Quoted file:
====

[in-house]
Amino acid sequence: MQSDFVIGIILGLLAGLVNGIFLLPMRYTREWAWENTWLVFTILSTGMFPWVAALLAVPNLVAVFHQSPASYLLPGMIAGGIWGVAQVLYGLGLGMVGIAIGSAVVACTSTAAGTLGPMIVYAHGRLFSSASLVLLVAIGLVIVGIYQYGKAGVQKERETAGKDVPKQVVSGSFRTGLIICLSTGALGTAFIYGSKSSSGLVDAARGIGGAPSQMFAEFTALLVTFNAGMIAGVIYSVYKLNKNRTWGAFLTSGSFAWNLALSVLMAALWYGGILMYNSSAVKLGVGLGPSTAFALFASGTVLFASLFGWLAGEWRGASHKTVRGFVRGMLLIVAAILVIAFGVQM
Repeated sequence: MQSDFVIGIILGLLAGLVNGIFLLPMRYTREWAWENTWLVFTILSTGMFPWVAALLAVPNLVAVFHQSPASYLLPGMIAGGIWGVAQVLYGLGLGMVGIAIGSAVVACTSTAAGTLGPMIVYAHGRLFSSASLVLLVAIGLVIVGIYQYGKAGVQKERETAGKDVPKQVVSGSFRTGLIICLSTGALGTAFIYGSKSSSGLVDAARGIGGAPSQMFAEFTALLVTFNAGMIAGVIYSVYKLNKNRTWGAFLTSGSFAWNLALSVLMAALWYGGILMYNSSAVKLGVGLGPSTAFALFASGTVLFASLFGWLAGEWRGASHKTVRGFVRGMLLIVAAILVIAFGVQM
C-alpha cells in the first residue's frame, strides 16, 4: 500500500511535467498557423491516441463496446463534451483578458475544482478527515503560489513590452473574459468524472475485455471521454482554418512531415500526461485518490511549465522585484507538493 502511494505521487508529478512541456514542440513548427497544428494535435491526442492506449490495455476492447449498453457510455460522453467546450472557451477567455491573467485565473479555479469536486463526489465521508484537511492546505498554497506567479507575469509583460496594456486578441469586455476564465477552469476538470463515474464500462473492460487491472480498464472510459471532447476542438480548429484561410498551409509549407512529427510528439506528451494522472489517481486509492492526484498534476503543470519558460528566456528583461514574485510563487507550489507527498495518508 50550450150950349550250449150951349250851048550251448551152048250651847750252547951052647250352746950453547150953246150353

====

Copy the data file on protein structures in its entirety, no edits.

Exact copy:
[in-house]
Amino acid sequence: MQSDFVIGIILGLLAGLVNGIFLLPMRYTREWAWENTWLVFTILSTGMFPWVAALLAVPNLVAVFHQSPASYLLPGMIAGGIWGVAQVLYGLGLGMVGIAIGSAVVACTSTAAGTLGPMIVYAHGRLFSSASLVLLVAIGLVIVGIYQYGKAGVQKERETAGKDVPKQVVSGSFRTGLIICLSTGALGTAFIYGSKSSSGLVDAARGIGGAPSQMFAEFTALLVTFNAGMIAGVIYSVYKLNKNRTWGAFLTSGSFAWNLALSVLMAALWYGGILMYNSSAVKLGVGLGPSTAFALFASGTVLFASLFGWLAGEWRGASHKTVRGFVRGMLLIVAAILVIAFGVQM
Repeated sequence: MQSDFVIGIILGLLAGLVNGIFLLPMRYTREWAWENTWLVFTILSTGMFPWVAALLAVPNLVAVFHQSPASYLLPGMIAGGIWGVAQVLYGLGLGMVGIAIGSAVVACTSTAAGTLGPMIVYAHGRLFSSASLVLLVAIGLVIVGIYQYGKAGVQKERETAGKDVPKQVVSGSFRTGLIICLSTGALGTAFIYGSKSSSGLVDAARGIGGAPSQMFAEFTALLVTFNAGMIAGVIYSVYKLNKNRTWGAFLTSGSFAWNLALSVLMAALWYGGILMYNSSAVKLGVGLGPSTAFALFASGTVLFASLFGWLAGEWRGASHKTVRGFVRGMLLIVAAILVIAFGVQM
C-alpha cells in the first residue's frame, strides 16, 4: 500500500511535467498557423491516441463496446463534451483578458475544482478527515503560489513590452473574459468524472475485455471521454482554418512531415500526461485518490511549465522585484507538493 502511494505521487508529478512541456514542440513548427497544428494535435491526442492506449490495455476492447449498453457510455460522453467546450472557451477567455491573467485565473479555479469536486463526489465521508484537511492546505498554497506567479507575469509583460496594456486578441469586455476564465477552469476538470463515474464500462473492460487491472480498464472510459471532447476542438480548429484561410498551409509549407512529427510528439506528451494522472489517481486509492492526484498534476503543470519558460528566456528583461514574485510563487507550489507527498495518508 50550450150950349550250449150951349250851048550251448551152048250651847750252547951052647250352746950453547150953246150353